Yeah.

Jigar Shah:

We all know that a lot of those cost reductions come from the learning curve. So you now have to deploy seven cumulative doublings of deployment, to able to get from $5 a kilogram of hydrogen to the dollar a kilogram of hydrogen that the secretary announced. Right? And I think we both know that probably we can get from $5 to maybe 250 a kilogram just through scale. Right? And then the other 250 or 225 to a dollar will require more R&D and innovation. Right? Just like solar-

Jon Powers:

Okay.

Jigar Shah:

… panels came down in cost from manufacturing excellence, but it also came down in cost because R&D took it from 12% efficiency to 19% efficiency for the panels.

Jon Powers:

Right.

Jigar Shah:

Right? So it was both.

Jon Powers:

Right.

Jigar Shah:

And so when you think about that then the question becomes, have we asked the private sector whether what we’re doing is enough, right? We have all these new transmission authorities that came out of the bipartisan infrastructure legislation. Is it enough? If you’re a developer of transmission, are you going to spend a 100 million bucks now to develop a transmission line because of all these new authorities we just provided? Right?

Jon Powers:

Right.

Jigar Shah:

If the answer is no, well then we clearly missed the mark.

Jon Powers:

Right.

Jigar Shah:

Right. Clearly your board hasn’t authorized you to spend a 100 million dollars. Now we’re going to get in your face and get you to tell us what the feedback is. Why did you vote against putting a 100 million dollars into development of a new transmission line? Give us the feedback so we can improve. And we can make sure these policy mechanisms really do unlock carbon sequestration and storage or hydrogen or transmission or green cement or green steel, I mean-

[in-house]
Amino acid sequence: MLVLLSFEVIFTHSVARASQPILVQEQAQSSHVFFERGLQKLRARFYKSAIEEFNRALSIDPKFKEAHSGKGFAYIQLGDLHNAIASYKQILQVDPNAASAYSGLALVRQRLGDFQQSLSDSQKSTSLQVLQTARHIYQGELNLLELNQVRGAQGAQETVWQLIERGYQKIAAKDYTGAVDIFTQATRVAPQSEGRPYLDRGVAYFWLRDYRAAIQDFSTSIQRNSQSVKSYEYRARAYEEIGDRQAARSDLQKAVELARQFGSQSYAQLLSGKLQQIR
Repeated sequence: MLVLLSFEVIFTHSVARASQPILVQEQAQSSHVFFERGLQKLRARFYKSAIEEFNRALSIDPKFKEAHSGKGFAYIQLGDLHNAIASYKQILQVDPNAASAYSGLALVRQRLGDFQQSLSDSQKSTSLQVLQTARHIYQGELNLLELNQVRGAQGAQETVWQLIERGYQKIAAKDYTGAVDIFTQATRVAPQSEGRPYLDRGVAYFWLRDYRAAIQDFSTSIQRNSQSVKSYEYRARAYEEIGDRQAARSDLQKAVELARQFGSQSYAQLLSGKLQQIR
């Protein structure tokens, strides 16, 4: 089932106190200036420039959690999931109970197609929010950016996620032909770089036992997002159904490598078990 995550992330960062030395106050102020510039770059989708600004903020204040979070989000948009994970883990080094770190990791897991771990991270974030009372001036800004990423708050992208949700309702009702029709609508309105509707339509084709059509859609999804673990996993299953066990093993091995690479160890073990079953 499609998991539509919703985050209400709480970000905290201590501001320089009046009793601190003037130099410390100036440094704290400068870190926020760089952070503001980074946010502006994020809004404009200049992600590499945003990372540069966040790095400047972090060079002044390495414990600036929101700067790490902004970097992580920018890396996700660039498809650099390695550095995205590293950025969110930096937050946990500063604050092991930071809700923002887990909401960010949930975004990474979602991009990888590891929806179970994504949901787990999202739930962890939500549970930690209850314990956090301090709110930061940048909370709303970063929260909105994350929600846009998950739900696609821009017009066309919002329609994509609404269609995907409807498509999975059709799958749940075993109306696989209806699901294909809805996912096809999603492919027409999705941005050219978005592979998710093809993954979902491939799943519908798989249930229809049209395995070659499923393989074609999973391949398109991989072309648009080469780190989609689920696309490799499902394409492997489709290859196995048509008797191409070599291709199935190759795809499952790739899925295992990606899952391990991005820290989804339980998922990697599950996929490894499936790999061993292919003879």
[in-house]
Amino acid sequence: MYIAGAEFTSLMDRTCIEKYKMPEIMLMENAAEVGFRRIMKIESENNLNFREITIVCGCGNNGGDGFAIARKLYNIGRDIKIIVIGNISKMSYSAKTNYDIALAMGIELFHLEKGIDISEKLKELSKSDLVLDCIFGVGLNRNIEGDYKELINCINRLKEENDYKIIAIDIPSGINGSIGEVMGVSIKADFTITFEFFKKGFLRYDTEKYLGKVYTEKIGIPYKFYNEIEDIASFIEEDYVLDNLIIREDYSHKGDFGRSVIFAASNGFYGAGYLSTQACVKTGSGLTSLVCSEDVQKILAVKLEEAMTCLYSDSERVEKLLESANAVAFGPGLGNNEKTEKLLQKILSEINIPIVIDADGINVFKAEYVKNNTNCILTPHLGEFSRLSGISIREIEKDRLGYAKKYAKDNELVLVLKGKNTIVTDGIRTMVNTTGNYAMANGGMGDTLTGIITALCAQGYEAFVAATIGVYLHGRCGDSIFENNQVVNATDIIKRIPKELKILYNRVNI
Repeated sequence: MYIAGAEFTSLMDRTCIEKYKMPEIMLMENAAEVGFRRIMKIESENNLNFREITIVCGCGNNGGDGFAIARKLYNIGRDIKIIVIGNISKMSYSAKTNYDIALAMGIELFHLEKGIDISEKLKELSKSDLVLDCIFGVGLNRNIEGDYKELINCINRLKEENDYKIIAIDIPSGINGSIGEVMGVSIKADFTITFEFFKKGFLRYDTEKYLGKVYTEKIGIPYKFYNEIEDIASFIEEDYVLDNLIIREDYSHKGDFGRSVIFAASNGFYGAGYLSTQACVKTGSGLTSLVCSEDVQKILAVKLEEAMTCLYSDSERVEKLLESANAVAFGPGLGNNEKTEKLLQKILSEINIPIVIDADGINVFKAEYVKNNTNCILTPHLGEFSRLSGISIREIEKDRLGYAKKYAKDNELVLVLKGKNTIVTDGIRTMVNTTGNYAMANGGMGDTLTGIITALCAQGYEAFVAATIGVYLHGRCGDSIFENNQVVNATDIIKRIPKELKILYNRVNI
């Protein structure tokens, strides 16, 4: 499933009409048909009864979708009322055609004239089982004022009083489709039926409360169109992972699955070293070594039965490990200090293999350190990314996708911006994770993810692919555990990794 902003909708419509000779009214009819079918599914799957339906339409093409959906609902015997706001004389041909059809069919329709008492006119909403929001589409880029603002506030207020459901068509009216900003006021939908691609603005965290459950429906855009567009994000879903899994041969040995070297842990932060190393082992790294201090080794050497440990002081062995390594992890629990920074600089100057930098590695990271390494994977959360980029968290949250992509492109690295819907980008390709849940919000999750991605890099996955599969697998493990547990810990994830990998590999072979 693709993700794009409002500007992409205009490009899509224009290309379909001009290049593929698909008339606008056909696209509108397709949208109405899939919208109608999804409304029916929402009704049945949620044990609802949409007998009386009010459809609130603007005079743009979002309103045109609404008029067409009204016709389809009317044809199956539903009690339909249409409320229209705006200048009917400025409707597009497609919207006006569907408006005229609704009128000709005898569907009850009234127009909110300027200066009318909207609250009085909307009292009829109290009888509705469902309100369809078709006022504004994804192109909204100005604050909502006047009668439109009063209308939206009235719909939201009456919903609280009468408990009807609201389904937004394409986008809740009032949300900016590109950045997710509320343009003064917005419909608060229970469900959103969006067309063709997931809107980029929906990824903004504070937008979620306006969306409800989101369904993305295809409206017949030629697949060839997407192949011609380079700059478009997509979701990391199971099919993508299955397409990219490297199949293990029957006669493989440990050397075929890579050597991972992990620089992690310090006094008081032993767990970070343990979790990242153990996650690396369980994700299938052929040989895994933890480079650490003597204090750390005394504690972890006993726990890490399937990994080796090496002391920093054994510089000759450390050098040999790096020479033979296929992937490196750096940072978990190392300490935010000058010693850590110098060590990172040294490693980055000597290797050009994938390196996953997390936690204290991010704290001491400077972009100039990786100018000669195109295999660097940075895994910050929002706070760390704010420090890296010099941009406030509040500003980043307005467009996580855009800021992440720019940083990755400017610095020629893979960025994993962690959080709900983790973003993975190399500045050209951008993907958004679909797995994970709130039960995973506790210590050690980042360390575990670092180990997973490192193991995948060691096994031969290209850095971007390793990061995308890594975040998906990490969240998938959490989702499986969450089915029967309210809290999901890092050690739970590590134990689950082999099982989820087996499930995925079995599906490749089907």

Jon Powers:

Right.

Jigar Shah:

… or offshore wind or whatever it is that we’re talking about, right? And I think in general, the government for a long time thought, well, it’s RFI process. The request for information process was suitable.

Jon Powers:

Yeah.

Jigar Shah:

But you and I both know the vast majority of our peers in this sector are closet libertarians.

Jon Powers:

Yeah.

Jigar Shah:

And they’re like, “I did all this stuff on my own. The government had nothing to do with it even though I’m using $4 billion worth of government tax credits every year and I invest heavily into the trade associations to make sure that those tax credits keep streaming.” They don’t ever engage. I mean and-

Jon Powers:

Yeah.

Jigar Shah:

… and the when we do get engagement, it’s generally through the government relations people or the trade associations. And I love those people. I’m not badmouthing them.

Jon Powers:

Yeah.

Jigar Shah:

But they’re not capital allocators.

Jon Powers:

No.

Jigar Shah:

Right? The capital allocators are the CEO.

Jon Powers:

CEO.

Jigar Shah:

So I’m like, “Are you going to allocate capital or not based on these new policies?”

Jon Powers:

Who likely never even knew the RFI process happened so they’re definitely not putting input in. Right.

Jigar Shah:

Right. And so I’m shaking the trees and forcing them to respond and saying, “Hey, this is the moment where you get to tell me that good idea that you set on the podcast. Well, don’t put it on the podcast, actually write it up and send it in the RFI process and then we’ll change the way we provide those grants. So they’re not just 50/50 cost share grants which you don’t want to do. I get it. And instead you want us to solidify a contract for differences so that you can raise commercial debt and you can train the market so that once that grant is over, right? Then the market is ready to go.” Got it. Okay. Well then say that to me so that I can say that to the internal people at DOE and they can change the way that the funding opportunity gets structured.

Jon Powers:

So with that in mind, have you guys seen a ramp up in applications coming to LPO?